When the previews for Guardians of the Galaxy started showing up in theaters, I was struck by the ways they used Blue Swede’s “Hooked on a Feeling.” That song was a nutty novelty hit when I was a wee lad in 1974, and I wondered if anyone else in the theater even remembered the recording, much less felt the sense of nostalgia I did when I heard it. Would people think that “Hooked on a Feeling” was some kind of message from another planet? What could its inclusion in the trailers for a Marvel movie possibly mean, except that, obviously, Guardians of the Galaxy was not a movie to be taken entirely seriously? And yet, that song, and the aesthetic choice that led to its inclusion in the movie, is a key part of understanding the appeal of not just Guardians but of the entire Marvel Cinematic Universe project.
Like a lot of things with me these days, the first thing you have to understand about my reaction to Lucy is that I’m old. I’m old enough to have worked at a movie theater in New York when Subway was released, and watched its delirious blend of kinetic cinema, outlandish violence and heartsick romance repeatedly. I’m old enough to have gone to see La Femme Nikita in a movie theater, many times, thrilling to the many ways it was a vast improvement over Subway. I’m old enough to have felt frustrated over the past two decades as director Luc Besson built his gigantic company in France, became a big-budget producer, made computer-animated movies for children and only occasionally made what I’ll call “Luc Besson movies,” that unique blend of kinetic cinema, outlandish violence and heartsick romance that I fell in love with so many years ago. If nothing else, Lucy is a stunning return to form for Besson, at once a thrilling summation and a brilliant leap forward.
Many years ago, I was up for the gig writing the movie adaptation of Scott Westerfeld’s wonderful sci-fi (then) trilogy Uglies, Pretties and Specials. I liked the books a lot and the idea, I thought, was a real fire-cracker: a dystopian future, a sci-fi trilogy, with a female protagonist, where each movie in the trilogy would examine the same society from a different point of view. It had never been done before and it was a huge opportunity. The producer who brought me the books was a respected big-budget sci-fi producer, and the project was set up at a genuine big-deal studio. All I needed to do was get a firm handle on how to tell the story and there was no way the project could not move forward.
Big news in Todd Land, I and my writing partner Holly Golden have sold Medusa, an original pitch to the nice people at Sony Animation. That’s partly why things have been quiet here at What Does the Protagonist Want? We’ll be writing the screenplay, and the movie is going to be directed by Lauren Faust, who created My Little Pony: Friendship is Magic. So we’ll be appealing to both Greek Mythology fans and Bronies. You can read all about it here!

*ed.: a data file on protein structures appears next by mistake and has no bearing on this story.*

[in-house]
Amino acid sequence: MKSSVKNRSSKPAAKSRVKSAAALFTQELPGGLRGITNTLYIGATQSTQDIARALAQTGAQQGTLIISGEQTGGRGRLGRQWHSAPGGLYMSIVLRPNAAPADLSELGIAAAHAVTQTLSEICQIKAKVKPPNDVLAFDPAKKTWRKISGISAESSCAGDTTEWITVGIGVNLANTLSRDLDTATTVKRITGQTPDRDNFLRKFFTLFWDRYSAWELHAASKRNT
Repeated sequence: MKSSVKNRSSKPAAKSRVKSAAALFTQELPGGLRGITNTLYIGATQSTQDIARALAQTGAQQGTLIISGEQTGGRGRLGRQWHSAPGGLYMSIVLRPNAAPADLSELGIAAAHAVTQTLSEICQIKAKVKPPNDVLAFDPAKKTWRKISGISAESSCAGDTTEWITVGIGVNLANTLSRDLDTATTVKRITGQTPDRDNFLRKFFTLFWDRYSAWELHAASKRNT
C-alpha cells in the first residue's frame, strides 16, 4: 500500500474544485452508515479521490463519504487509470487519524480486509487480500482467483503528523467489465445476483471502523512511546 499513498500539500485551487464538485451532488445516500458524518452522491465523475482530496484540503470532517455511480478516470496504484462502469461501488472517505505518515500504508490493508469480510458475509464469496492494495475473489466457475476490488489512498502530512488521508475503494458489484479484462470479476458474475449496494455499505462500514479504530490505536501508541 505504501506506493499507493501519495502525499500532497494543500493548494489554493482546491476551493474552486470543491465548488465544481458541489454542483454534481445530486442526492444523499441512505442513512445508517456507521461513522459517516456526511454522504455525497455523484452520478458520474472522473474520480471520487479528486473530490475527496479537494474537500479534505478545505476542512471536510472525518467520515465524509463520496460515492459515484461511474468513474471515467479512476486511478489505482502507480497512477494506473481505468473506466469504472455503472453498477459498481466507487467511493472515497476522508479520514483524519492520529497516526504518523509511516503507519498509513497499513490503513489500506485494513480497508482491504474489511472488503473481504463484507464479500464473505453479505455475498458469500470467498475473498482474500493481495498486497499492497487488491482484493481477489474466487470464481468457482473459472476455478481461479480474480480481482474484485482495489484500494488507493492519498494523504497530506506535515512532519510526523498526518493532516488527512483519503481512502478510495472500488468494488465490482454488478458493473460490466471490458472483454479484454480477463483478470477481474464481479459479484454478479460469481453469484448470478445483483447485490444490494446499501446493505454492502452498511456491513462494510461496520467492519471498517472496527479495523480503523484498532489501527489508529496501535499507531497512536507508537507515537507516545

Faithful readers will recall that, a couple of years ago, I co-wrote and directed a movie, Blood Relative, was bought by some folks and re-titled The Occupants. Oddly enough, I’m okay with that title, it suits the movie well.
The movie is now available through iTunes, my favorite music platform, and through Google Play, which is my favorite place to buy Rolling Stones live albums. Watch it today! And, feel free to comment here on whether or not you liked it!
Novelist, performance artist and Friend of Alcott Lisa Lerner has started making short films about the ways that a little girl experiences the adult world. The first, “Underwear,” is now up at the Youtube website, and you should watch it.
Homeless and jobless, Llewyn goes once again to Jean, not to stay or even to crash, but just to rid himself of his belongings. Jean, surprisingly, shows a little concern for where Llewyn might stay. Until he forgets when he scheduled her abortion for, that is.
Llewyn, newly discarded from the world of show business, trudges back to New York in this cold, cold American winter.He hitches a ride with a guy going east, driving so the guy can sleep. The guy, who seems to be a regular working-class guy, one of the millions who, in Llewyn’s mind, merely “exist,” trusts Llewyn to handle the situation. Which, in its way, is the saddest joke of the movie.
Llewyn’s album, and Dave Van Ronk’s. Complete with cat.
In the middle of the night, outside of Chicago, Llewyn falls asleep in the passenger seat. When he wakes up, the car has stopped and the police are in the middle of arresting Johnny Five. Spoiler alert!
So Llewyn, for the first time in a while, is now truly homeless, due to circumstances entirely within his control. For the next few days, his home is Al Cody’s car, which is being driven to Chicago by a couple of friends of Al’s. He takes his cat, which is not the Gorfein’s cat and not his cat, in fact we don’t know whose cat it is, and neither does Llewyn. The cat is, currently, just another orphan of the storm of Llewyn’s life. Spoiler alert!